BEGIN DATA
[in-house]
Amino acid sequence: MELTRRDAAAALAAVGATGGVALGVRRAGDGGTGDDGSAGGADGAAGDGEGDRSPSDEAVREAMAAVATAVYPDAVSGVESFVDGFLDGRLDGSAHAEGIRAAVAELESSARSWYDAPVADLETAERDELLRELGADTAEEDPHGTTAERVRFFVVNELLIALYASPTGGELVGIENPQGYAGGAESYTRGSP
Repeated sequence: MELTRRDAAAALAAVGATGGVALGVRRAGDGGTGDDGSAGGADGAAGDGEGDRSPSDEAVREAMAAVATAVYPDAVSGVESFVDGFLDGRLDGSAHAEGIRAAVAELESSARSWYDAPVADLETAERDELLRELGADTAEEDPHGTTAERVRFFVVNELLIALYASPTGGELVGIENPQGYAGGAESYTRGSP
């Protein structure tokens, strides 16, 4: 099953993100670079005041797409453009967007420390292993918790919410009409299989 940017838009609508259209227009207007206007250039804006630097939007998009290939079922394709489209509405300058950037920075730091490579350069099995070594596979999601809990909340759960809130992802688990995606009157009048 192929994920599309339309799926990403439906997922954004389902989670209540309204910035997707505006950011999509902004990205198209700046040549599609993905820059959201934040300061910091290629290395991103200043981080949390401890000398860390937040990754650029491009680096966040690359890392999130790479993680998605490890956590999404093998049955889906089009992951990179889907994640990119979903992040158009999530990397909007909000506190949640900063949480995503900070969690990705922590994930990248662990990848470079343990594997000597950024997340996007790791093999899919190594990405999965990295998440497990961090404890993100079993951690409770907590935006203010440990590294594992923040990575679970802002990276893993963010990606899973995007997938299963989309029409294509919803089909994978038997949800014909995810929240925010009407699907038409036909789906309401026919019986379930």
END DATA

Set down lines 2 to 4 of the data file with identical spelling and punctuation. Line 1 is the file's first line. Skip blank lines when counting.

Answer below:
Amino acid sequence: MELTRRDAAAALAAVGATGGVALGVRRAGDGGTGDDGSAGGADGAAGDGEGDRSPSDEAVREAMAAVATAVYPDAVSGVESFVDGFLDGRLDGSAHAEGIRAAVAELESSARSWYDAPVADLETAERDELLRELGADTAEEDPHGTTAERVRFFVVNELLIALYASPTGGELVGIENPQGYAGGAESYTRGSP
Repeated sequence: MELTRRDAAAALAAVGATGGVALGVRRAGDGGTGDDGSAGGADGAAGDGEGDRSPSDEAVREAMAAVATAVYPDAVSGVESFVDGFLDGRLDGSAHAEGIRAAVAELESSARSWYDAPVADLETAERDELLRELGADTAEEDPHGTTAERVRFFVVNELLIALYASPTGGELVGIENPQGYAGGAESYTRGSP
């Protein structure tokens, strides 16, 4: 099953993100670079005041797409453009967007420390292993918790919410009409299989 940017838009609508259209227009207007206007250039804006630097939007998009290939079922394709489209509405300058950037920075730091490579350069099995070594596979999601809990909340759960809130992802688990995606009157009048 192929994920599309339309799926990403439906997922954004389902989670209540309204910035997707505006950011999509902004990205198209700046040549599609993905820059959201934040300061910091290629290395991103200043981080949390401890000398860390937040990754650029491009680096966040690359890392999130790479993680998605490890956590999404093998049955889906089009992951990179889907994640990119979903992040158009999530990397909007909000506190949640900063949480995503900070969690990705922590994930990248662990990848470079343990594997000597950024997340996007790791093999899919190594990405999965990295998440497990961090404890993100079993951690409770907590935006203010440990590294594992923040990575679970802002990276893993963010990606899973995007997938299963989309029409294509919803089909994978038997949800014909995810929240925010009407699907038409036909789906309401026919019986379930």